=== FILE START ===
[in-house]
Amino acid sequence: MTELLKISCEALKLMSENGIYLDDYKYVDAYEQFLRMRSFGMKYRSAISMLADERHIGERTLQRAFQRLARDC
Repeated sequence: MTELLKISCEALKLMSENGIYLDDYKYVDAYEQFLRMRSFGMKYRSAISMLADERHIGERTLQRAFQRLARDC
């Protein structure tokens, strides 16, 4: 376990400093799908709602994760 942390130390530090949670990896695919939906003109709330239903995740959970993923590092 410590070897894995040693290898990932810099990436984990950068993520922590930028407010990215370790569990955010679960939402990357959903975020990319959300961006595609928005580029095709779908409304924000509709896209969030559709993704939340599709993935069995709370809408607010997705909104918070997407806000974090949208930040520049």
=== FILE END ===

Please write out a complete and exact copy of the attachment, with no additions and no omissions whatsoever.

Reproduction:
[in-house]
Amino acid sequence: MTELLKISCEALKLMSENGIYLDDYKYVDAYEQFLRMRSFGMKYRSAISMLADERHIGERTLQRAFQRLARDC
Repeated sequence: MTELLKISCEALKLMSENGIYLDDYKYVDAYEQFLRMRSFGMKYRSAISMLADERHIGERTLQRAFQRLARDC
């Protein structure tokens, strides 16, 4: 376990400093799908709602994760 942390130390530090949670990896695919939906003109709330239903995740959970993923590092 410590070897894995040693290898990932810099990436984990950068993520922590930028407010990215370790569990955010679960939402990357959903975020990319959300961006595609928005580029095709779908409304924000509709896209969030559709993704939340599709993935069995709370809408607010997705909104918070997407806000974090949208930040520049």